Distribution of lipid parameters according to different socio-economic indicators- the EPIC-Norfolk prospective population study
1 Department of Biology, Faculty of Science, Universiti Putra Malaysia, Serdang, Selangor 43400, Malaysia
2 Department of Cardiology, Academic Medical Center, Amsterdam, The Netherlands
3 Department of Public Health and Primary Care, University of Cambridge, Cambridge, UK
4 MRC Epidemiology Unit, University of Cambridge School of Clinical Medicine, Cambridge, UK
BMC Public Health 2014, 14:782 doi:10.1186/1471-2458-14-782Published: 1 September 2014
Data on the relationship between plasma levels of cholesterol and triglycerides and social class have been inconsistent. Most previous studies have used one classification of social class.
This was a cross-sectional population based study with data on occupational social class, educational level obtained using a detailed health and lifestyle questionnaire. A total of 10,147 men and 12,304 women aged 45–80 years living in Norfolk, United Kingdom, were recruited using general practice age-sex registers as part of the European Prospective Investigation into Cancer (EPIC-Norfolk). Plasma levels of cholesterol and triglycerides were measured in baseline samples. Social class was classified according to three classifications: occupation, educational level, and area deprivation score according to Townsend deprivation index. Differences in lipid levels by socio-economic status indices were quantified by analysis of variance (ANOVA) and multiple linear regression after adjusting for body mass index and alcohol consumption.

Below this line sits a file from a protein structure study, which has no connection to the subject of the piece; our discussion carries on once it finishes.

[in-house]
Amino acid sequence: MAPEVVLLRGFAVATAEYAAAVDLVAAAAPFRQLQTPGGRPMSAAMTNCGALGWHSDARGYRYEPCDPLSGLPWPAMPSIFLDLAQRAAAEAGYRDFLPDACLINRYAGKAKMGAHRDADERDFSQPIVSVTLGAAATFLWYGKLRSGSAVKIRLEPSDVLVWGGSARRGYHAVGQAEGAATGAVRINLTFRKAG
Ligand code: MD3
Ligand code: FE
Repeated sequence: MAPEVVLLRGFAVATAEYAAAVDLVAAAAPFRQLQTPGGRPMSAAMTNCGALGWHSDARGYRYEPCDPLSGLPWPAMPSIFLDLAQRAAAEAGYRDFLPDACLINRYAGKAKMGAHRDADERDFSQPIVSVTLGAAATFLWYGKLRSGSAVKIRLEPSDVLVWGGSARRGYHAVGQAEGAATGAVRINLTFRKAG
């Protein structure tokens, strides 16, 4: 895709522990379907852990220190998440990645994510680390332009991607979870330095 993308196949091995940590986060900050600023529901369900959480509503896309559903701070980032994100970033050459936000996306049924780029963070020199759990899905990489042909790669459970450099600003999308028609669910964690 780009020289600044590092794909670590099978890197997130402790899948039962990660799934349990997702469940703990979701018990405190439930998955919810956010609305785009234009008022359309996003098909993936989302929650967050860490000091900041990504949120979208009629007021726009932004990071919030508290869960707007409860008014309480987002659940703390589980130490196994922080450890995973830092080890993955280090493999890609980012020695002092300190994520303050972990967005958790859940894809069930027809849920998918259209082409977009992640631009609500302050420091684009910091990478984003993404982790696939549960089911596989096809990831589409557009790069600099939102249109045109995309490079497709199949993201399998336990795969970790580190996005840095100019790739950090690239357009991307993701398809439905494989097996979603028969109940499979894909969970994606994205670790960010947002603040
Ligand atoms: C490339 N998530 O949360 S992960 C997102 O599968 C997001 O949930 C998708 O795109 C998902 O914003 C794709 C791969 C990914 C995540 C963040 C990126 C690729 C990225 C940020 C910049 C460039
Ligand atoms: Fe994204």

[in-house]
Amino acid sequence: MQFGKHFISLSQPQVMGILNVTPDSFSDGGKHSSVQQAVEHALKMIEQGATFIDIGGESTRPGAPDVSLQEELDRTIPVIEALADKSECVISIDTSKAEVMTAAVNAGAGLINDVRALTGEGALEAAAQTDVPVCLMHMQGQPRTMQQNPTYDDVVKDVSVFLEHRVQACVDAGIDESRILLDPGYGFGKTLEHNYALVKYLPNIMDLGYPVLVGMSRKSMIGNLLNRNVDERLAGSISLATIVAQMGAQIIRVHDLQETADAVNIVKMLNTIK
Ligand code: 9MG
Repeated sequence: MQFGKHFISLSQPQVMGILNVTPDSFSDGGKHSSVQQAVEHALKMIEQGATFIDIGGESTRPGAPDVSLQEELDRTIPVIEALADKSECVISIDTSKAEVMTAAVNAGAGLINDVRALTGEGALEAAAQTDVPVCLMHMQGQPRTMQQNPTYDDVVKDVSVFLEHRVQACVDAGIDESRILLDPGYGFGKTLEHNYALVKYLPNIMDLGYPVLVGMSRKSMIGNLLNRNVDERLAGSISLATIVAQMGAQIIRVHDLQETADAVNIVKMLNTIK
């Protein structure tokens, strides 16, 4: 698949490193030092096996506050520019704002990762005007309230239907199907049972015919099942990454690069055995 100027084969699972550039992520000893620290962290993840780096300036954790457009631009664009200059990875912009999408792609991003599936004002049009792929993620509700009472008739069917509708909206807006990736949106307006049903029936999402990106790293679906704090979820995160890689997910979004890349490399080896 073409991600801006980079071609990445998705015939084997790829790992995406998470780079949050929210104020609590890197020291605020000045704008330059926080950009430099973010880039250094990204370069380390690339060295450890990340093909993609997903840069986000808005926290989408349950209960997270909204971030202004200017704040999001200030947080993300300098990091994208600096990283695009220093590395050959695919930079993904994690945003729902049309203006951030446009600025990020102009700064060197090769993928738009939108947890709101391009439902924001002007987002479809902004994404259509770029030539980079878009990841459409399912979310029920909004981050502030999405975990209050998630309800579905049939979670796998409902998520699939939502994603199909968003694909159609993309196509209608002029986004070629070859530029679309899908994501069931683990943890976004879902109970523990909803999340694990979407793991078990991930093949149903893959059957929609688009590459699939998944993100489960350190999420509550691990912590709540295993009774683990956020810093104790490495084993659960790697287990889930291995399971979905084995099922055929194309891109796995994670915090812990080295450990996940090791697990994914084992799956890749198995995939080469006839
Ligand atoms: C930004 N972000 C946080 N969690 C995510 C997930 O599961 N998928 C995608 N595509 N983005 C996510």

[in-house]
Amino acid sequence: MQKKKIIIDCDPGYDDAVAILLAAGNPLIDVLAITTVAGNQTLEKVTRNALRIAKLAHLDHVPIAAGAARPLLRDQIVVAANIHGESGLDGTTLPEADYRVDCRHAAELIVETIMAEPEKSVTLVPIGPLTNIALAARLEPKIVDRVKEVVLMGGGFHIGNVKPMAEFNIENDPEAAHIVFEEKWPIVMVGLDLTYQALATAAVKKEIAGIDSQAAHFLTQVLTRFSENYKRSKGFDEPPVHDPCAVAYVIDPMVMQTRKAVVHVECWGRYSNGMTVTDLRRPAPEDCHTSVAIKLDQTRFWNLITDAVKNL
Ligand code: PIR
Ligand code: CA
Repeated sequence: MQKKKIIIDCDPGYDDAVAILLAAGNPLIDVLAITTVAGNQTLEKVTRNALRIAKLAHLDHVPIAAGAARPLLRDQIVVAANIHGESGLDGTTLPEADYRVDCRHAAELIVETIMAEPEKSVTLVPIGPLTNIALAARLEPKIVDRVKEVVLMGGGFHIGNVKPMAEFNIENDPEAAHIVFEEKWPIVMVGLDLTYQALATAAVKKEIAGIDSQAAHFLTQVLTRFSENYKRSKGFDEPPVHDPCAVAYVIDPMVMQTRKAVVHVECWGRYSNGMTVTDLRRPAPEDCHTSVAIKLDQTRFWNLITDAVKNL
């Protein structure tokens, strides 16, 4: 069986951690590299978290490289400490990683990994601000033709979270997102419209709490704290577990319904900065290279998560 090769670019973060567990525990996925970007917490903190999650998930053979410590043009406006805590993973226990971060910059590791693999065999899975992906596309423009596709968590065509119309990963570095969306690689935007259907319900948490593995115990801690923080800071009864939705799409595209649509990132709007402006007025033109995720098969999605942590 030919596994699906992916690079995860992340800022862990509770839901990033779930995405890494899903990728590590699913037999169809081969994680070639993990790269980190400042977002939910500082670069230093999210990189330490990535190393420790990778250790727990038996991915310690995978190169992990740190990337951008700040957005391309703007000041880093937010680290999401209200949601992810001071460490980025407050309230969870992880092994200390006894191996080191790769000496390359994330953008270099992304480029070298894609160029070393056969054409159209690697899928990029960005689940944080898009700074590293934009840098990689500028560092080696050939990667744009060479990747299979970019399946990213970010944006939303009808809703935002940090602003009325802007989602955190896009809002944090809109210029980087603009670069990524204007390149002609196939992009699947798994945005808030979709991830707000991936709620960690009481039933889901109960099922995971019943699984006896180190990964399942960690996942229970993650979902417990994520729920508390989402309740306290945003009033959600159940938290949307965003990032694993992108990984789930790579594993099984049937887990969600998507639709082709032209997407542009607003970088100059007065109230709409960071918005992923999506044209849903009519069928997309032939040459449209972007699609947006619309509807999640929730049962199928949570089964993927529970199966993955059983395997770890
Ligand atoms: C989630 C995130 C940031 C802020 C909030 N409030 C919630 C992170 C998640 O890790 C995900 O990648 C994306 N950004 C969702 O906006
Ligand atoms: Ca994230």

Total cholesterol levels were associated with occupational level among men, and with educational level among women. Triglyceride levels were associated with educational level and occupational level among women, but the latter association was lost after adjustment for age and body mass index. HDL-cholesterol levels were associated with both educational level and educational level among men and women. The relationships with educational level were substantially attenuated by adjustment for age, body mass index and alcohol use, whereas the association with educational class was retained upon adjustment. LDL-cholesterol levels were not associated with social class indices among men, but a positive association was observed with educational class among women. This association was not affected by adjustment for age, body mass index and alcohol use.
The findings of this study suggest that there are sex differences in the association between socio-economic status and serum lipid levels. The variations in lipid profile with socio-economic status may be largely attributed to potentially modifiable factors such as obesity, physical activity and dietary intake.